Top 5 learnings for marketers
1 Have a purpose
This is a clear purpose that goes beyond simply providing a good product or service – although that must be a starting point. The purpose of a brand must be bigger than itself and possibly even bigger than the category, though it must make sense for the brand. Stand for something. Purpose doesn’t just help a brand stand out, it helps them grow brand value.
2 Focus on innovation
Innovation is not just the buzzword of the moment, and it doesn’t just mean launching an app or adding some features to an online store. True, innovation means regularly rethinking every aspect of what a brand does, thinking like a disruptor, and being prepared to break with tradition when it comes to the way a category communicates. In some cases, it even means reconsidering which category a business is operating in. Some of the fastest-growing brands in Indonesia and the world are extending into new categories, and technology can be the catalyst for that change.
3 Make experience count
In competitive categories and with a market of price-conscious consumers, it’s essential that interactions with a brand go beyond the build-up to a sale. There are many opportunities along the path to purchase – and many more after that as well – that enable brands to provide consumers with moments of delight, a sense of pleasure, satisfaction, community, and more. The experience associated with a brand can be a key differentiator in a crowded market, and it can help to justify a premium.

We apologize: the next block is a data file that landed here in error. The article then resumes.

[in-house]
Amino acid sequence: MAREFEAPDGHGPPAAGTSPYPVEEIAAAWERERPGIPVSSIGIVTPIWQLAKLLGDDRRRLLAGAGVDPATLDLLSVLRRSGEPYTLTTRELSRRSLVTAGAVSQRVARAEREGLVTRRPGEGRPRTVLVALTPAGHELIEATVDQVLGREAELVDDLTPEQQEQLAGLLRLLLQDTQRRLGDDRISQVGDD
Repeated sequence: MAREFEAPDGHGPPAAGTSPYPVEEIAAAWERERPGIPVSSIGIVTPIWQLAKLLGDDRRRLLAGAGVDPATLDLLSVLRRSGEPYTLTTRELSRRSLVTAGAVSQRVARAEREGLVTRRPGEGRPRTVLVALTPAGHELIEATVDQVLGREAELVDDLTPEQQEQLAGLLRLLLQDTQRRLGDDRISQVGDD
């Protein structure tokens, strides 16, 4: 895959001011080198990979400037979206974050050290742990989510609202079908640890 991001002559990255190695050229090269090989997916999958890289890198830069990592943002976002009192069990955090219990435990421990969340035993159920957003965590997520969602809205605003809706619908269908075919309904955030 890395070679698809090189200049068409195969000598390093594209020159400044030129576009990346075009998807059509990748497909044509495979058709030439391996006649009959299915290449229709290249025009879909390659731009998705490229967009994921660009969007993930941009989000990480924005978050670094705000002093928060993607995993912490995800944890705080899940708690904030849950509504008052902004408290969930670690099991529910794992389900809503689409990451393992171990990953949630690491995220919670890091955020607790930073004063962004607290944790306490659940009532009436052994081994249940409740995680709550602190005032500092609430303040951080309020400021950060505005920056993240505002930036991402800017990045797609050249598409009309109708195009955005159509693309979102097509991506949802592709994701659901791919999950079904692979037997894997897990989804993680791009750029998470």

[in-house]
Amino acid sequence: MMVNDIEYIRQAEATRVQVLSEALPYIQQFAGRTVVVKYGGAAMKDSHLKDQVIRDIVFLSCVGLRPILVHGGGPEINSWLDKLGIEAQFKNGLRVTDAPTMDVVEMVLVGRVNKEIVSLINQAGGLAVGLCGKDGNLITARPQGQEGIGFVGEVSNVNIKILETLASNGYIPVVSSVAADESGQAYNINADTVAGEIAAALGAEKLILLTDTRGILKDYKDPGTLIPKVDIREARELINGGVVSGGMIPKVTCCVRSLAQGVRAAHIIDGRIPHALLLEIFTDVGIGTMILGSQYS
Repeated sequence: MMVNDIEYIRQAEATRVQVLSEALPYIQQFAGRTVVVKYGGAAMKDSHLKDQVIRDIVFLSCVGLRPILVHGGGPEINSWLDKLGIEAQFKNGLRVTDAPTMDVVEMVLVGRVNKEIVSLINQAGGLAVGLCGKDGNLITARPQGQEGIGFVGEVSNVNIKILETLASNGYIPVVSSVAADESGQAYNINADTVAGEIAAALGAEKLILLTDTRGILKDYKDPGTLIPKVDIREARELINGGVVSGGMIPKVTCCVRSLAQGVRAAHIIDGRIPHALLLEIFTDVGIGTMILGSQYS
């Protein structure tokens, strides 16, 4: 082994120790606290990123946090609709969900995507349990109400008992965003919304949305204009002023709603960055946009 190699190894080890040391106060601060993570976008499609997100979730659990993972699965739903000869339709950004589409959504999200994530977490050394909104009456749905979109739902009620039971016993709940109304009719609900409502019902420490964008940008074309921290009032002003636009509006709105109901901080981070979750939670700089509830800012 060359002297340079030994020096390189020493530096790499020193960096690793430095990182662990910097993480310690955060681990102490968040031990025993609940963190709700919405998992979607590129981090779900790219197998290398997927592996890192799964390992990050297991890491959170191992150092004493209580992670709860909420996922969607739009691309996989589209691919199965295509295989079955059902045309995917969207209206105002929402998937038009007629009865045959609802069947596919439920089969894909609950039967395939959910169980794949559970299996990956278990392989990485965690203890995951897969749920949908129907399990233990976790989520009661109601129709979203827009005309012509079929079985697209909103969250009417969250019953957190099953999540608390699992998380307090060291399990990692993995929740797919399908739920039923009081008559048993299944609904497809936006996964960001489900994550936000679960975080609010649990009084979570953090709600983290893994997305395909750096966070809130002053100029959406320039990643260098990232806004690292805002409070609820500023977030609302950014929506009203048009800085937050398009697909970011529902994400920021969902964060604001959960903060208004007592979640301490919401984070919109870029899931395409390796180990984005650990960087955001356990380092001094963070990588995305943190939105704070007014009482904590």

4 Be lovable
Lovability is not just for the high-end brands that we tend to associate with romantic love. The least expensive products in your consumers’ shopping baskets can be the most loved brands in their homes. Love takes a long time to earn, but is a highly valuable resource for brands. It keeps people interested in your brand, keeps competitors out of contention, and in the gaps between innovations, it can help brands sustain sales and brand value.
5 Be bold and seize international opportunities
Only a handful of Indonesian brands are widely sold or have even been heard of in other markets, and outside the region, Indomie noodles and the national airline, Garuda Indonesia, are the only Indonesian brands that most consumers would be able to name. This used to be the case in China too, where a large and lucrative domestic market has meant brands can successfully build a large and valuable business without ever having to leave home. But the most pioneering Chinese brands have shown what can be achieved when they take their products and services to the world. The first Chinese brand (China Mobile) entered the Global Top 100 in 2006, and in 2017 there are 13 Chinese brands in the ranking with a combined value of US$406 billion. As they have expanded, they have changed perceptions of what it means to be “Made in China”. Indonesian brands should be inspired by their counterparts from China, and look beyond borders for growth opportunities.